FinTech: Who’s In vs. Out?

I think I speak for many when I point out that some of the lists of FinTech companies, such as the American Banker’s Top 100, well, just aren’t especially good examples of FinTech (see list).

Maybe I’m reflecting my SF/tech-centric view, but I’m not alone saying if you did a word association test with FinTech, most are more likely to mention companies like Square or Lending Club – and not IBM or TCS.

Square logo                      lending club logo

Yes – I know, IBM and TCS sell technology to banks. In fact, I negotiated the first core banking system license from TCS for use in U.S. at Morgan Stanley, and used to work as a strategy consultant at CapGemini, so I know that category well. I’ve also worked in Product Management teams launching online services, and new products. Partners are often pivotal to success.

But by saying FinTech is anyone who sells products or services to financial services companies — and including retailers and card/payments and Bitcoin – you may be technically correct, but it’s just too broad a category.

Those selling to banks, especially start up’s in New York and London, such as those helped by the accelerators like the FinTech Innovation Lab, do matter. I’ve attended the NY FinTech Lab’s final presentation, and Maria Gotsch does a superb job. In the UK, Ian Ellis of the London Enterprise Tech Meet Up, and leaders like Silicon Valley Bank and Level 37, are helping to create new technology jobs ithrough their engagement.

But selling services and products to banks is not my focus, which is leading technology-enabled apps, services or digital channel leaders for consumers and businesses. Money 20/20 says FinTech is “enabling payments and financial services innovation for connected commerce at the intersection of mobile, retail, marketing services, data and technology.”

I believe strongly that, by being too inclusive (e.g. including retail), you can define FinTech to the point of it being meaningless. In fact, as I tweeted, magazines like Forbes got it wrong: Pitney Bowes is not one of the FinTech leaders. But a big company, like Wells Fargo can still very much be a leader in FinTech.  As I noted, Wells Fargo is actually one of the world leaders from a UX and digital channels perspective.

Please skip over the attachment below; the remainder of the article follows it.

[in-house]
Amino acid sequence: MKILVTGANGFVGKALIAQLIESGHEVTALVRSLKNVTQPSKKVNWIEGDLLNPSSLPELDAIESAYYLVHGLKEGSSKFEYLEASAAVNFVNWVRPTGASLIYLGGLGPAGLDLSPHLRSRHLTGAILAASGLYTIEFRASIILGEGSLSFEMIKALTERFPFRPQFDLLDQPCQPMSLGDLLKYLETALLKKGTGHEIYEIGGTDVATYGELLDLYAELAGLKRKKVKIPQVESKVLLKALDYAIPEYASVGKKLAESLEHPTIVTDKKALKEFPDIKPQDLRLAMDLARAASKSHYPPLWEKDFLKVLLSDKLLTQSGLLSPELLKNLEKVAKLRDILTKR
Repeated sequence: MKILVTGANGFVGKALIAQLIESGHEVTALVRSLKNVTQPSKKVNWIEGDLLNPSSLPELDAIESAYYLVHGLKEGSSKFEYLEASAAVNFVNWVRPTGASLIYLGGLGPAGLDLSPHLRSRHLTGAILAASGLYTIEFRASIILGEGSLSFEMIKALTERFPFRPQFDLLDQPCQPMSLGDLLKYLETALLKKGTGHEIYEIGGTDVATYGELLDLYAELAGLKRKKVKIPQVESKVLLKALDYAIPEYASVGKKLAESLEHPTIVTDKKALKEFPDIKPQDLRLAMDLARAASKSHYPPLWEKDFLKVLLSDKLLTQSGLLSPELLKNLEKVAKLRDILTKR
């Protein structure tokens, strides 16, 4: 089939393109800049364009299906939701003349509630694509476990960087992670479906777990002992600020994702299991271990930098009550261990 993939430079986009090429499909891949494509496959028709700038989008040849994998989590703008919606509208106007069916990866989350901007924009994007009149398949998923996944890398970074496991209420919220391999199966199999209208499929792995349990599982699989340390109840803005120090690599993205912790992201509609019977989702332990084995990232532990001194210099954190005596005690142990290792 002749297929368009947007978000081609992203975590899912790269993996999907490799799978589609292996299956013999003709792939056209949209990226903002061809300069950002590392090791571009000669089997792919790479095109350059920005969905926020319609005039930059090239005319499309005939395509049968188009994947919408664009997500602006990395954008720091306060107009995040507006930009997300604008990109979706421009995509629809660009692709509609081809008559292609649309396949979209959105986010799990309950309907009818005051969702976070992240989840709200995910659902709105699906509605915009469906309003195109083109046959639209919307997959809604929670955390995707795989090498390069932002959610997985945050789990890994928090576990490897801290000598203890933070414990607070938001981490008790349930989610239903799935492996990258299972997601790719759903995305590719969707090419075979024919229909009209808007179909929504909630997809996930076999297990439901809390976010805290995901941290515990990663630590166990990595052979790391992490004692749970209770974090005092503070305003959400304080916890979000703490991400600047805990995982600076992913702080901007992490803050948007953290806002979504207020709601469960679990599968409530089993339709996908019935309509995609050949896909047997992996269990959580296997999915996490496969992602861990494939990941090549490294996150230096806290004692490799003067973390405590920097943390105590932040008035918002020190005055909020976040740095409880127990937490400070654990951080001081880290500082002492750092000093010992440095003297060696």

But I intend to be a little exclusive with the FinTech definition and my scope. I think we are also right to give an bigger voice to the likes of Patrick Collison of Stripe, who spoke last week at the Technomy event on the future of payments and innovation, and maybe a little less to the likes of IBM, BCG and Fiserv.

There’s a lot to learn from start up’s – like Betterment, Personal Capital and Credit Karma – and big company disruptors, like Apple with Apple Pay, than speaking to the average executive at your typical bank or payment company.

credit karma             personal-capital-logo         betterment-logo-blue

I think it’s no coincidence that one of the bigger laughs at Money 20/20 came from a speaker who noted that while Apple Pay dominated a lot of the debates — and American Express and First Data sent their CEO’s to speak — no one senior had come to the FinTech conference from Apple.

The speaker went on say that Apple had apparently sent a couple of product managers to the event, although few had actually seen them, and boasted in jest that he’d in fact been lucky enough to shake one of their hands, telling the audience, “I still haven’t washed that hand.”

apple pay

Looking ahead, in early December I’ll be reporting live from Future of Money in San Francisco, and will be guest blogging on Yodlee’s blog as well as profiling them in light of their recent successful IPO, and recent positive analyst coverage.

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